fsq ('file system query' - pronounced, 'fisk') utility is a tool for doing ad-hoc queries against a file system using a SQL-like expression language. This is useful for finding files that match certain criteria without writing a one-off script to do so.
Download the binary for your platform and add it to your command line path.
fsq takes a single argument: the expression. This expression is composed of the following parts:
<attribute list> in <locations> where <conditions>
To recursively find all files under the '/data' directory that start with the characters 'hello' and are larger than 5 mb, the following query could be used:
fsq "name in '/data' where name startswith 'hello' and size > 5m"
If the location (in the above case, '/data') is omitted,
fsq will default to the current directory:
fsq "name where name startswith 'hello' and size > 5m"
Multiple locations can be specified as well:
fsq "name in '/opt', '/media' where size > 5m"
The attribute list specifies which attributes are printed to standard out by
fsq. In the above case, this is just the filename ('name'). The following example will print both the path to the file and the size (in bytes):
fsq "path,size in '/opt' where size > 5m"
fsize(can be used in the attribute list, but cannot be queried)
content(content can be queried, but cannot be added to the attribute list for printing)
modified(format: 'MM/DD/YYYY' or 'MM/DD/YYYY hh:mm:ss')
stats(can be used in the attribute list, but cannot be queried)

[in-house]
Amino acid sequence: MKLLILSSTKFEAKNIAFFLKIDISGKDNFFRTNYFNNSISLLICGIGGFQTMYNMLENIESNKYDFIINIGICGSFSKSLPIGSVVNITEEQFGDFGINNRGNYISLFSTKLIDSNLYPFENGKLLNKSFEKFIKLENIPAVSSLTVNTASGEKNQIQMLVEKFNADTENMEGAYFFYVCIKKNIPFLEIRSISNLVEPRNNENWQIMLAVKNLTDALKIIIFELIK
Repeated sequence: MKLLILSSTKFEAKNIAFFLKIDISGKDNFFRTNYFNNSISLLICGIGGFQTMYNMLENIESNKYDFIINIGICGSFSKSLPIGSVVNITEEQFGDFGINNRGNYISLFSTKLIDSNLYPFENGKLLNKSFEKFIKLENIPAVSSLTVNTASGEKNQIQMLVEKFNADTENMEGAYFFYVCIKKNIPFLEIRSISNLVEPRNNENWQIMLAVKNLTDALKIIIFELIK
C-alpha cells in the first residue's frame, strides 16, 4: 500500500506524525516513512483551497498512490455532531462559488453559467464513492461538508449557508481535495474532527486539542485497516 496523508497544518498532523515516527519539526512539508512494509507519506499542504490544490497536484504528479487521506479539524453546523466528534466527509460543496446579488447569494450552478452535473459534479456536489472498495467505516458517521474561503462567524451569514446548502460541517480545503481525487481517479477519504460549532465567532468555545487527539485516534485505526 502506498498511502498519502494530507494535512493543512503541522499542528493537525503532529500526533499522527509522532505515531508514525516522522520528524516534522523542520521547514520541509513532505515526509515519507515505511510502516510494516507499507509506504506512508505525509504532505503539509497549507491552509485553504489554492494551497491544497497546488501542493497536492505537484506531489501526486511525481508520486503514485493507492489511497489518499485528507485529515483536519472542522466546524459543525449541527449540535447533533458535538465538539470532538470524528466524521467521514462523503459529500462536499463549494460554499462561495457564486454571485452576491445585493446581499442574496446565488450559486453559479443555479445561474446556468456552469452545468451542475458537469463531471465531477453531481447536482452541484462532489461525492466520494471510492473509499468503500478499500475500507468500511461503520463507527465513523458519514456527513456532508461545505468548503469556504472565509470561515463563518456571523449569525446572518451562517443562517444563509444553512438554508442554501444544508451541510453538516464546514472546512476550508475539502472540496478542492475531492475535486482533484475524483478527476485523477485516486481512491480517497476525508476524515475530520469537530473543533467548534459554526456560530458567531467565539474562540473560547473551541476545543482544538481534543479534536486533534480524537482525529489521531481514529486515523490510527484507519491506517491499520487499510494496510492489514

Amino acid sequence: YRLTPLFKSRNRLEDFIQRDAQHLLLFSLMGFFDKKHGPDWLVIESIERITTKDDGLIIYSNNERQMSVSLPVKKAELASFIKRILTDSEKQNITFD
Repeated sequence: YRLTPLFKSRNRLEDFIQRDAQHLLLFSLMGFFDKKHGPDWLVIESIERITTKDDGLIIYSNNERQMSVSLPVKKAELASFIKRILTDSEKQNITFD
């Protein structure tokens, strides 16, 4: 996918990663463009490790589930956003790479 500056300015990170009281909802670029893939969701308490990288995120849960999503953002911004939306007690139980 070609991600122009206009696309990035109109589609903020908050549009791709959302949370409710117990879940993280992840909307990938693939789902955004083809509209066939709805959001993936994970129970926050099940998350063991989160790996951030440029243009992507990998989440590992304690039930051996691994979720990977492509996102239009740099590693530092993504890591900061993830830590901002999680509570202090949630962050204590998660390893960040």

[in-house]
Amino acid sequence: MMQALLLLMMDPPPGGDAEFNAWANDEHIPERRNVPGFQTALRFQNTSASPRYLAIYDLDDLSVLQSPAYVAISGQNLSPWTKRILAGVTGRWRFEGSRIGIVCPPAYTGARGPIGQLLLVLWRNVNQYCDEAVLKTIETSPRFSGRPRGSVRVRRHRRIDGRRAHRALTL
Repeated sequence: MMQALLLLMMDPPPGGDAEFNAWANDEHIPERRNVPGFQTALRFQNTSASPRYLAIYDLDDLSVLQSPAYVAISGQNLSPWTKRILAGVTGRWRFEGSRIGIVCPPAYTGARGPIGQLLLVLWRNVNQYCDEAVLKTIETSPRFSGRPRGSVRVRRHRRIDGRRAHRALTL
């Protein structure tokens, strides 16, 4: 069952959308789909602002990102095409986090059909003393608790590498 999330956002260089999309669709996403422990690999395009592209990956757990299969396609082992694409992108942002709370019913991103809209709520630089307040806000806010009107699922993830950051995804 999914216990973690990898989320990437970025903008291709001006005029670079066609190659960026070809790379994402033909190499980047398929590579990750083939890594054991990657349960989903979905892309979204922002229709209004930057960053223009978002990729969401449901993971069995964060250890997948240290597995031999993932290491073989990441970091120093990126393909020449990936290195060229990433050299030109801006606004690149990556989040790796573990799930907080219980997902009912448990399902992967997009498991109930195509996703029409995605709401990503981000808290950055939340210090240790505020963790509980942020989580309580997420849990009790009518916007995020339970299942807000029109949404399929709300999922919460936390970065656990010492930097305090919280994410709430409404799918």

Supported Conditional Operators
isdir(this operator does not take any arguments)
isfile(this operator does not take any arguments)
ignorecase(must be followed by '=', '!=', 'startswith', 'endswith', or 'contains')
matches(regular expression matching)
Parentheses as well as the logical operators or, and, and not can be used to group conditions. For example:
fsq "name in '.' where name startswith 'hello' or (isdir and not name startswith 'world')"
The following size qualifiers can be appended to integer values to indicate non-default units. These are especially useful when specifying file sizes in expressions. If no size qualifier is appended to an integer,
fsq compares the value in bytes.
- k - Kilobytes
- m - Megabytes
- g - Gigabytes
For example, to find all files greater than 10 kilobytes and less than 1 megabyte:
fsq "path where size > 10k and size < 1m"
go compiler is required to build
fsq. If you have
fsq can be installed with:
Otherwise, the following commands will need to be run while in the
go get golang.org/x/tools/cmd/goyacc go install golang.org/x/tools/cmd/goyacc goyacc parser.y go install